Unlike film and theatre costume, the history of fancy dress isn’t well documented, as it is a more private pursuit. However, as fancy dress has become more common in Western society, particularly at Halloween and during cosplay festivals, we’re taking a look at fancy dress through the ages. Some people prefer to dress up as characters from a popular game that they enjoy playing and others prefer movie themes or history but the traditional fancy dress parties consisted of just masks to cover their faces and fancy ball gowns.
Taking a step back in time and heading to Venice is probably one of the first times history saw something of a fancy dress party. Masquerade balls and Venetian carnivals in the 15th century and the idea of a disguise intermingled with everyday life at these events. Masquerade balls were elite affairs, often involving royal processions and actors. Catherine de’Medici, an Italian noblewoman who married the future French King Henry II, moved the spirit of the festivities from Italy to France, and with her love of theatre and dressing up, she put on court festivals that included costumes. Guests generally dressed up as shepherds, Greeks, Trojans, Amazons and Turks.
In England, despite Oliver Cromwell and the Puritans closing theaters, many masquerade balls took place to provide entertainment in London. Another fancy dress festival that became popular at the popular English school Eton, which dated back to as early as 1561, was Montem.
Montem was an ancient tradition that involved a military-style parade, where costumes were hired in from some of the most prestigious theaters across the country. These costumes included Turks, Albanians, Courtiers of Charles 11 and George 1, Highlanders and hidalgos. Montem was later banned in the 1840s due to the rowdiness of the event.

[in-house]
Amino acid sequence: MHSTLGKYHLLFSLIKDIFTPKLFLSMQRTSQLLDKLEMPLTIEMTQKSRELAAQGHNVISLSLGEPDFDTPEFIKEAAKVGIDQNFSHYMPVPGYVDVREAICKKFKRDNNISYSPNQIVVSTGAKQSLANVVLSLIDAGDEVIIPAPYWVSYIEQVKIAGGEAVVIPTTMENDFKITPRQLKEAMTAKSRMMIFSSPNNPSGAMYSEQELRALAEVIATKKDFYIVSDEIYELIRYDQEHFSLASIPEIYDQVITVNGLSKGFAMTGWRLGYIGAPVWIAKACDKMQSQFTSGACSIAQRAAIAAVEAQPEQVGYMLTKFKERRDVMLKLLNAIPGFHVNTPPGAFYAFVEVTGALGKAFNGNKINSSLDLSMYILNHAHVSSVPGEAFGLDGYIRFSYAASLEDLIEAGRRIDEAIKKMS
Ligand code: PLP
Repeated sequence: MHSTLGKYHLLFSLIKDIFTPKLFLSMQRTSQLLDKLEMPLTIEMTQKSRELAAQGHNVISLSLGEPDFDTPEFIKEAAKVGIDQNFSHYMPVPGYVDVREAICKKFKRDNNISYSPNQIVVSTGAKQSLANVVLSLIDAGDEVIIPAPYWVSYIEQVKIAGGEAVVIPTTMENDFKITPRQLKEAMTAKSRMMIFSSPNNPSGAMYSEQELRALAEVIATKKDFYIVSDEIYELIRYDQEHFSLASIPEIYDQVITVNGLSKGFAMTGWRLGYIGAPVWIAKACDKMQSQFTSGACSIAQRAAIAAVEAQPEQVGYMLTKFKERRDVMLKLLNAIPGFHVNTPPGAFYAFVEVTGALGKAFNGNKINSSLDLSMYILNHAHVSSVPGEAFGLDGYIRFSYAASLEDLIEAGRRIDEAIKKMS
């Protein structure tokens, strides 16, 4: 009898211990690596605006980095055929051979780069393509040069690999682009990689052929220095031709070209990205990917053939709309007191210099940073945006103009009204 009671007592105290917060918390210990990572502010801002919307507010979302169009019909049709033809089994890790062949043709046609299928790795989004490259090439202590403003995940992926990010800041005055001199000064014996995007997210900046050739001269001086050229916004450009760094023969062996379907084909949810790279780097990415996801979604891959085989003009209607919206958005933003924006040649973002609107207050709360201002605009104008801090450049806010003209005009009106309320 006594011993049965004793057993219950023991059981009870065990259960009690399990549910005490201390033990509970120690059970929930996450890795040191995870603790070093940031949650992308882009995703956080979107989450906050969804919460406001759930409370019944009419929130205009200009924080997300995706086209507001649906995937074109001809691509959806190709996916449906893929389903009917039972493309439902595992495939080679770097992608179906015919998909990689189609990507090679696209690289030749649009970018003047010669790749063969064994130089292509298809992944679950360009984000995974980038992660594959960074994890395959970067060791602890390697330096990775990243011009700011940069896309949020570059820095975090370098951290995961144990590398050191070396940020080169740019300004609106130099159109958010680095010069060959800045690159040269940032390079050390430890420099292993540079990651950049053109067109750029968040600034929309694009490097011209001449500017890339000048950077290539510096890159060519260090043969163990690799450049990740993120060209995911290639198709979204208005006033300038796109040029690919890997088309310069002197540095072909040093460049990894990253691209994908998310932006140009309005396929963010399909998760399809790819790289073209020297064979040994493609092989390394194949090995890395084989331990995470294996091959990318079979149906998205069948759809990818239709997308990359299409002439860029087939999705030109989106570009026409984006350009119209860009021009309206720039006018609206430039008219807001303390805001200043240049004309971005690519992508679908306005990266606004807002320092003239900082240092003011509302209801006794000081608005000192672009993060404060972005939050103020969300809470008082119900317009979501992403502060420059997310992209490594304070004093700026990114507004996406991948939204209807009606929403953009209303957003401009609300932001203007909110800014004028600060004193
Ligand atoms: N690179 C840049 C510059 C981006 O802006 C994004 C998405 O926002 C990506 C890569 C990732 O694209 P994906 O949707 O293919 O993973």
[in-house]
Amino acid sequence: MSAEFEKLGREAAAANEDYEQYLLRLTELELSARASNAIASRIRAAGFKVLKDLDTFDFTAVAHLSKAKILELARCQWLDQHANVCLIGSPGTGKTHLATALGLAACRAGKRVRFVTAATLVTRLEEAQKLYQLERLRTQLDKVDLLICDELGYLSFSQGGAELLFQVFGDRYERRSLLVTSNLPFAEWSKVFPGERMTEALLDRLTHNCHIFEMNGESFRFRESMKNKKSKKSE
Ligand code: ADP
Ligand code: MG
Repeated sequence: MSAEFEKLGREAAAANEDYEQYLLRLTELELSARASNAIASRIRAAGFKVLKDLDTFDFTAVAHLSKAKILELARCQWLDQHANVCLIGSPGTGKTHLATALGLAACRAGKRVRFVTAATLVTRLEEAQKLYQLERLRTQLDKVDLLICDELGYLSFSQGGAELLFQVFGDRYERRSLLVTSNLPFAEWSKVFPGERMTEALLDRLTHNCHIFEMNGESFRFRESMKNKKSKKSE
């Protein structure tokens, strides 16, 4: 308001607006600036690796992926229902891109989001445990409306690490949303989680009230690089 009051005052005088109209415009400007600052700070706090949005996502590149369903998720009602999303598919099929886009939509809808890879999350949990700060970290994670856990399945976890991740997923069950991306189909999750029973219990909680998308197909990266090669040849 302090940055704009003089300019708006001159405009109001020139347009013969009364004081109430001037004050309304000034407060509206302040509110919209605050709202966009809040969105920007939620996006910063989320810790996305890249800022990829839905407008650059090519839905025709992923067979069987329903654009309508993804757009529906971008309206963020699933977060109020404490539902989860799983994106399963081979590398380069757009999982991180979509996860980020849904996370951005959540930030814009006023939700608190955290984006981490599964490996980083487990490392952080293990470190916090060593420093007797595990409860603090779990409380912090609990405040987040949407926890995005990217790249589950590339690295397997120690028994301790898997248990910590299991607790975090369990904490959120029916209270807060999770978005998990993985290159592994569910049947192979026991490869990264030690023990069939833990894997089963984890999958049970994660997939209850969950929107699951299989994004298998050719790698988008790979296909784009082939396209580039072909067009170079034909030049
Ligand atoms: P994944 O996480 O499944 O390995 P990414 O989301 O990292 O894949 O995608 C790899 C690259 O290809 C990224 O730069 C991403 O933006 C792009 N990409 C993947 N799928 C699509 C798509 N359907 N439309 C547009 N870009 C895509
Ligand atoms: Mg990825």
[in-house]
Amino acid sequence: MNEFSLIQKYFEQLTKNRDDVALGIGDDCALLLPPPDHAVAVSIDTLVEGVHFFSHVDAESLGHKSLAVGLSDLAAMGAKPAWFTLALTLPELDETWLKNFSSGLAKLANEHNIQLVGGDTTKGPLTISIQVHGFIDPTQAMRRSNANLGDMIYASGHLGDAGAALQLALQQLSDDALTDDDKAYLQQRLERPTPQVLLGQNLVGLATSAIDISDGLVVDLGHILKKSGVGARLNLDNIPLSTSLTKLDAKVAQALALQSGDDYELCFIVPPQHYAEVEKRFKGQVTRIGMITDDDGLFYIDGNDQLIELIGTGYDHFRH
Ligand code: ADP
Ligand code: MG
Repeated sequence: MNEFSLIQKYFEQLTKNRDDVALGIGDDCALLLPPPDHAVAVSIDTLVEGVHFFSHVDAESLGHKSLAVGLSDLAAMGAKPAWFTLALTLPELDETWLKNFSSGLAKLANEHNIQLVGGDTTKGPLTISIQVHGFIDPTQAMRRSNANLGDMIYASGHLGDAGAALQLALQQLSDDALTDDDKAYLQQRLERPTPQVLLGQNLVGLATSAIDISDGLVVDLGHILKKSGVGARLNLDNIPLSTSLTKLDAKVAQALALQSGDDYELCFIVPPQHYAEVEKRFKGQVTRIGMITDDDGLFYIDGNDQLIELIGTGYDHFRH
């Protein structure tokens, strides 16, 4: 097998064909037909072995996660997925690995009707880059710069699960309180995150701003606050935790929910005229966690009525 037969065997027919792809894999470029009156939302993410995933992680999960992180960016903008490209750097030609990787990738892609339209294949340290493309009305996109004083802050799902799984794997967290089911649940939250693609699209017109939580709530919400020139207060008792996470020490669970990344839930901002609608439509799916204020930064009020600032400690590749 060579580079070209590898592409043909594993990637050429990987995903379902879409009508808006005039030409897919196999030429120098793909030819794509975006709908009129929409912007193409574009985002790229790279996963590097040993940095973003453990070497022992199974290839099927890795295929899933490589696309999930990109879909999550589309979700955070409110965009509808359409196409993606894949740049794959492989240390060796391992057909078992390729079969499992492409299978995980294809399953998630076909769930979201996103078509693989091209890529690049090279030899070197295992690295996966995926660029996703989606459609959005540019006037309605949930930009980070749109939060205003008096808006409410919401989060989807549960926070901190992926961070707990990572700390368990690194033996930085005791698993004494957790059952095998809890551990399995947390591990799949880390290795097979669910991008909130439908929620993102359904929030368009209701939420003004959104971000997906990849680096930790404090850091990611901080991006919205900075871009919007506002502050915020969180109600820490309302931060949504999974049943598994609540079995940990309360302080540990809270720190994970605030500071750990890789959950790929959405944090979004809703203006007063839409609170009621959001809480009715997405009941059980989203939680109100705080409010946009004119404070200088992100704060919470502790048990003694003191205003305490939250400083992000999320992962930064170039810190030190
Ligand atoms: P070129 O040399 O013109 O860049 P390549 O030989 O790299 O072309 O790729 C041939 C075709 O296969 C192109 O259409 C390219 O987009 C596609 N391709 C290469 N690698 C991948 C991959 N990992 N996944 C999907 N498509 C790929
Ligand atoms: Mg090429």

It wasn’t until the 19th century that fancy dress became truly popular. Middle class societies in Victorian England popularized it and Queen Victoria and Prince Albert’s interest in it helped to grow its popularity, moving the festivities to privately held parties, where costumes were luxurious and well-thought out. Many of the costumes used at the time were often historical, bringing contemporary interests in revivalism. Interestingly, in modern days historical outfits remain popular with many dressing up as Victorians and other civilizations creating more of a vintage look.
At the end of the 19th century, the fancy dress company Smiffy’s started out as a hairdressers and wigmakers, which then grew to a specific fancy dress shop. At Smiffy’s you could buy or hire full costumes and wigs. Smiffy’s is still around today, offering a huge choice in fancy dress costumes from the ancient empires onwards.
In the early 20th century, elaborate parties and festivals were an integral part of life and so costumes characterized by gaiety and excess took over. In the 1930s, New York’s architects had successfully borrowed the Parisian tradition of the Beaux Arts Ball (an annual ball put on by students of the national school of Beaux Arts) and dressed up as their own buildings. In the 1980s, the idea of dressing up and performing identities was taken to a new level by LGBT societies and this continued to grow throughout the years to follow, with drag queens becoming popular.
In modern times, Halloween has brought a huge increase to annual costume festivities, and even after teenagers and adults deem themselves too old for trick and treating, they attend costume parties instead.
Other occasions where many people take to fancy dress is during popular science fiction and fantasy events, movie openings and book releases such as for Star Wars, Lord of the Rings and Harry Potter. In addition to this, many cosplay events and conventions take place annually to celebrate books, movies, games, anime and other characters. Cosplay originated in Japan and has recently become hugely popular in America. Carnivals, such as Mardi Gras, are also events giving people the chance to dress up.
Other than the huge range of fancy dress that is now available in Western society, fancy dress has always been an integral part of society, with many annual events giving people the chance to dress up. With sporting events beginning to take to the phase, particularly rugby, fancy dress will only continue to grow.